Exposure to other vulnerabilities varies when observed through a housing lens. In terms of financial outlooks, renters are less likely than owners to be satisfied with the affordability of their dwelling (Chart 1) and more likely to have experienced financial difficulties over the past year (Chart 2). Household composition too may pose risks. Around 45% of households in apartments are comprised of just one-person. The absence of a second income recipient implies more limited capacity to respond to financial shocks, while the absence of a partner or roommate suggests greater risk of social isolation. The risks of social isolation may take on added importance for seniors. In CMAs, seniors living alone account for about one-in-six households in apartments (16% to 18%), whether rented or owned. Finally, households in rented apartments are more likely than others to report that their general health is poor or fair.Note

Chart 2 Selected socio-economic characteristics of households in CMAs, by selected dwelling and tenure

Data table for Chart 2 
Data table for chart 2
Table summary
This table displays the results of Data table for chart 2. The information is grouped by Dwelling type and tenure (appearing as row headers), Percent experienced financial difficulties past year, Percent living alone, Percent seniors living alone and Percent poor or fair general health (appearing as column headers).
Dwelling type and tenure Percent experienced financial difficulties past year Percent living alone Percent seniors living alone Percent poor or fair general health
Owner-detached 17.2 14.1 6.5 11.3
Owner-apartment 14.2 44.0 18.2 12.5
Renter-apartment 30.0 48.2 15.8 19.7

Households with health vulnerabilities

Households rating their general health as poor or fair may be at higher risk of having an underlying condition associated with vulnerability to COVID-19. Such households account for one-fifth of those in rented apartments (Chart 2). Among this group, one-half report that mould, pests or poor indoor air quality are issues in their building, and less than half are satisfied with their ability to maintain a comfortable indoor temperature in the summer. Households in poor or fair health who own their homes are far less likely to express these concerns.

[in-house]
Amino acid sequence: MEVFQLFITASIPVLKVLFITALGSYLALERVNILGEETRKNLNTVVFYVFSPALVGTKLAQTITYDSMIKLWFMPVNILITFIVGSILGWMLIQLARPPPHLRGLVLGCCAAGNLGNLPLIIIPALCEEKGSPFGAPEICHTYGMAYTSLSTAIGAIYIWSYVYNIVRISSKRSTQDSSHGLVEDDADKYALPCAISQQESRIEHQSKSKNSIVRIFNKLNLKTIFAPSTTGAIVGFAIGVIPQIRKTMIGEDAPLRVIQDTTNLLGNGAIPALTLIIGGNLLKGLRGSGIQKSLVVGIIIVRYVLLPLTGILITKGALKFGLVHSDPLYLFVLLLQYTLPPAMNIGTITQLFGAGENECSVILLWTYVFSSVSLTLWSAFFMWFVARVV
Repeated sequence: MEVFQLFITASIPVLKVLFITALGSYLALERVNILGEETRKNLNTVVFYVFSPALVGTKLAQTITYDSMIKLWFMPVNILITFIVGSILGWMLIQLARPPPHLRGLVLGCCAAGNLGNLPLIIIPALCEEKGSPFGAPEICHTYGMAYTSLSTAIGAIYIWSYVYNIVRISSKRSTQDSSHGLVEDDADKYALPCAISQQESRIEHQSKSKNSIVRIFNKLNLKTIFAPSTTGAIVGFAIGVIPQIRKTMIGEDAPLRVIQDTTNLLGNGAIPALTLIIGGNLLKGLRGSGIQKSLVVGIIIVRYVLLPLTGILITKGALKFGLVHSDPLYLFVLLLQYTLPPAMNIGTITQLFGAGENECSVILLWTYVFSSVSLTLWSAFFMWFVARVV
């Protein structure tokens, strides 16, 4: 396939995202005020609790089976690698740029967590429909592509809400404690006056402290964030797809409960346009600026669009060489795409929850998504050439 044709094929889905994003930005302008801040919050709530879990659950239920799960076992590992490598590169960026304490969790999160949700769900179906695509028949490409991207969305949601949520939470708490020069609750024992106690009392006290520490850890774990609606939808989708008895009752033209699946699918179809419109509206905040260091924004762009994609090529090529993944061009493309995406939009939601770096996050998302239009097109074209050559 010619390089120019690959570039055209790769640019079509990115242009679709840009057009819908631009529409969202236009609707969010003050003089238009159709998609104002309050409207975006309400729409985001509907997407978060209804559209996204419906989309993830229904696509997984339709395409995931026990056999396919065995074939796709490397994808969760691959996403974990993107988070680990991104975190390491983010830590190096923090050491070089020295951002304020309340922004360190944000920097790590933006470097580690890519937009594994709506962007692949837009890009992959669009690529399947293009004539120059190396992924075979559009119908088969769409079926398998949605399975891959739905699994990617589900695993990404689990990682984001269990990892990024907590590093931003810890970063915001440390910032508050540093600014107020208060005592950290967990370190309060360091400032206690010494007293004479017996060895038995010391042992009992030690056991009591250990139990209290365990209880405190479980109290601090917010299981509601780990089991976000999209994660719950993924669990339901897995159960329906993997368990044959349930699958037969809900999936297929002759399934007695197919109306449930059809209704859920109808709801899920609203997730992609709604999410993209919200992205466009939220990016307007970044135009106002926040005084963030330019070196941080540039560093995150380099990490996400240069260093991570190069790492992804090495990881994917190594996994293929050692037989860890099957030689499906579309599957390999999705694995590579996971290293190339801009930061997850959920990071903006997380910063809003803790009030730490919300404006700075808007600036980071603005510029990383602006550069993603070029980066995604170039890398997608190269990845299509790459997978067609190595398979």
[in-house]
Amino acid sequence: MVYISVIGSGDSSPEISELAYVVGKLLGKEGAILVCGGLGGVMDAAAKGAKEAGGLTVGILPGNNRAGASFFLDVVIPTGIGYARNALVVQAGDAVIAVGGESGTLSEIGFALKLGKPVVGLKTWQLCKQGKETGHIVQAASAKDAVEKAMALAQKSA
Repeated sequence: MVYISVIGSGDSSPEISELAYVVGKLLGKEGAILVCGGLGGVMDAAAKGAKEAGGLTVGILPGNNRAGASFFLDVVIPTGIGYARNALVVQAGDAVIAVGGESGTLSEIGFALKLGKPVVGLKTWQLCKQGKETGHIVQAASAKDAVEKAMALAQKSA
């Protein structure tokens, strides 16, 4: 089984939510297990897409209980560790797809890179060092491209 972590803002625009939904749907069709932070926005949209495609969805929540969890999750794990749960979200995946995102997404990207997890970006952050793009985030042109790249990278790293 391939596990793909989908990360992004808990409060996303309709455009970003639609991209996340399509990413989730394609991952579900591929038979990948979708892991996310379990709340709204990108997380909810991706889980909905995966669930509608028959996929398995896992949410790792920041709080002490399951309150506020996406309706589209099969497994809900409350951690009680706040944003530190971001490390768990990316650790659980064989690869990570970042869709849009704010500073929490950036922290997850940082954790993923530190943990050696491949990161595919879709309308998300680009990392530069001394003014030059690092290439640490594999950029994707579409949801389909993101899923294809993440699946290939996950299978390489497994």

Chart 3 Percent of vulnerable households in CMAs reporting selected dwelling issues, by selected dwelling type and tenure

Data table for Chart 3 
Data table for chart 3
Table summary
This table displays the results of Data table for chart 3. The information is grouped by Dwelling type and tenure (appearing as row headers), Percent report mould, pests or poor indoor air quality as issues in their dwelling and Percent satisfied wih ability to maintain comfortable temperature in summer, calculated using Households with poor or fair health units of measure (appearing as column headers).
Dwelling type and tenure Percent report mould, pests or poor indoor air quality as issues in their dwelling Percent satisfied wih ability to maintain comfortable temperature in summer
Households with poor or fair health Households with poor or fair health
Owner-detached 27 70
Owner-apartment 27 71
Renter-apartment 50 47

Methodology

The Canadian Housing Survey is a biennial survey jointly developed by CMHC and STC to gather information on the housing needs and experiences of Canadian households. It was first fielded from November 2018 to March 2019 in all provinces and territories. The target population is private households. Collective dwellings, such as nursing homes, seniors’ residences, and shelters, are excluded. A reference person in each sampled household, identified as the household member responsible for housing decisions, was asked to complete the questionnaire.

Conclusion and next steps

Extended periods of time at home make the characteristics of one’s dwelling all-the-more important. Households in rented apartments appear vulnerable in this respect, both because they are more likely to express concerns about the characteristics of their dwelling and because they are more likely to be vulnerable in terms of finances, health or social contacts.

The Canadian Perspectives Survey Series mentioned at the outset of this article has subsequently been completed on-line by over 200,000 Canadians. Survey responses will be integrated with neighbourhood-level information, such as population density, prevalence of specific dwelling types, and average household income, providing more direct evidence on the relationships between where people live and their COVID-19 outlooks and responses.

References

Fonberg, J.D., and G. Schellenberg. 2019. Canadians' satisfaction with their housing: Highlights from the 2018 Canadian Housing Survey. Income Research Paper Series. Statistics Canada Catalogue no. 75F0002M. Ottawa: Statistics Canada.

Gallagher, J.E., A.A. Wilkie, A. Cordner, E.E. Hudgens, A.J. Ghio, R.J. Birch and T.J. Wade. 2016. "Factors associated with self-reported health: implications for screening level community-based health and environmental studies." BMC Public Health, 16: 640. https://doi.org/10.1186/s12889-016-3321-5.

Kuhn, R., O. Rahman, and J. Menken. 2006. "Survey Measures of Health: How Well Do Self-reported and Observed Indicators Measure Health and Predict Mortality?" In Aging in Sub-Saharan Africa: Recommendation for Furthering Research, ed. National Research Council (US) Committee on Population, B. Cohen, and J. Menken, Chapter 10. Washington, D.C.: National Academies Press.

Miilunpalo, S., I. Vuori, P. Oja, M. Pasanen, and H. Urponen. 1997. "Self-rated health status as a health measure: the predictive value of self-reported health status on the use of physician services and on mortality in the working-age population." Journal of Clinical Epidemiology 50 (5): 517–528.

Statistics Canada. 2019. Canadian Housing Survey: Detailed information for 2018. Last updated April 1, 2019. Available at: https://www23.statcan.gc.ca/imdb/p2SV.pl?Function=getSurvey&SDDS=5269 (accessed May 1, 2020).